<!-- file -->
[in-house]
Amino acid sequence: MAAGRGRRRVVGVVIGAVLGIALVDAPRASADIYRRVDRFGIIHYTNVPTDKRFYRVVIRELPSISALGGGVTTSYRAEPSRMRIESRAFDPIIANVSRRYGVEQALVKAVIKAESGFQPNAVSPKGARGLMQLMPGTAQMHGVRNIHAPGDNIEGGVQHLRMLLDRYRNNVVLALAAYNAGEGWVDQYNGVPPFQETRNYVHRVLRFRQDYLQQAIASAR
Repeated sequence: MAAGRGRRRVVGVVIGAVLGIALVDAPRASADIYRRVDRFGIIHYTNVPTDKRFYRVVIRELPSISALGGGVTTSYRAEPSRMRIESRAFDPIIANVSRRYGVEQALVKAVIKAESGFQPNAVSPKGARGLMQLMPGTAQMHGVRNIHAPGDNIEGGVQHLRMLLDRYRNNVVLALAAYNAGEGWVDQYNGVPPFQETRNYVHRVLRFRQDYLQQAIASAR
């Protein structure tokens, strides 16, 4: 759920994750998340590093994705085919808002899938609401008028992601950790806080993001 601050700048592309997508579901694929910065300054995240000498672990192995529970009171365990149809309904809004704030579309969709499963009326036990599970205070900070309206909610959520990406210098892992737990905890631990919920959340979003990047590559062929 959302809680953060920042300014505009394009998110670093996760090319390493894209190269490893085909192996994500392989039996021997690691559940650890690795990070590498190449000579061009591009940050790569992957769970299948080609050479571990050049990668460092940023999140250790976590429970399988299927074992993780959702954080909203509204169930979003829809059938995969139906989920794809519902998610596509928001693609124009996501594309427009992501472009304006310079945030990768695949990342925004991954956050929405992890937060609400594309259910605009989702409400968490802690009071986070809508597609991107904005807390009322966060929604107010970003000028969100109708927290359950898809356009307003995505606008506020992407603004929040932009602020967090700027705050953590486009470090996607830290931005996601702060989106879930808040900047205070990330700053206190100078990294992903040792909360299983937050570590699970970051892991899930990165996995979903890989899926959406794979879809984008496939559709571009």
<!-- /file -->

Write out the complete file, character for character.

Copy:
[in-house]
Amino acid sequence: MAAGRGRRRVVGVVIGAVLGIALVDAPRASADIYRRVDRFGIIHYTNVPTDKRFYRVVIRELPSISALGGGVTTSYRAEPSRMRIESRAFDPIIANVSRRYGVEQALVKAVIKAESGFQPNAVSPKGARGLMQLMPGTAQMHGVRNIHAPGDNIEGGVQHLRMLLDRYRNNVVLALAAYNAGEGWVDQYNGVPPFQETRNYVHRVLRFRQDYLQQAIASAR
Repeated sequence: MAAGRGRRRVVGVVIGAVLGIALVDAPRASADIYRRVDRFGIIHYTNVPTDKRFYRVVIRELPSISALGGGVTTSYRAEPSRMRIESRAFDPIIANVSRRYGVEQALVKAVIKAESGFQPNAVSPKGARGLMQLMPGTAQMHGVRNIHAPGDNIEGGVQHLRMLLDRYRNNVVLALAAYNAGEGWVDQYNGVPPFQETRNYVHRVLRFRQDYLQQAIASAR
């Protein structure tokens, strides 16, 4: 759920994750998340590093994705085919808002899938609401008028992601950790806080993001 601050700048592309997508579901694929910065300054995240000498672990192995529970009171365990149809309904809004704030579309969709499963009326036990599970205070900070309206909610959520990406210098892992737990905890631990919920959340979003990047590559062929 959302809680953060920042300014505009394009998110670093996760090319390493894209190269490893085909192996994500392989039996021997690691559940650890690795990070590498190449000579061009591009940050790569992957769970299948080609050479571990050049990668460092940023999140250790976590429970399988299927074992993780959702954080909203509204169930979003829809059938995969139906989920794809519902998610596509928001693609124009996501594309427009992501472009304006310079945030990768695949990342925004991954956050929405992890937060609400594309259910605009989702409400968490802690009071986070809508597609991107904005807390009322966060929604107010970003000028969100109708927290359950898809356009307003995505606008506020992407603004929040932009602020967090700027705050953590486009470090996607830290931005996601702060989106879930808040900047205070990330700053206190100078990294992903040792909360299983937050570590699970970051892991899930990165996995979903890989899926959406794979879809984008496939559709571009």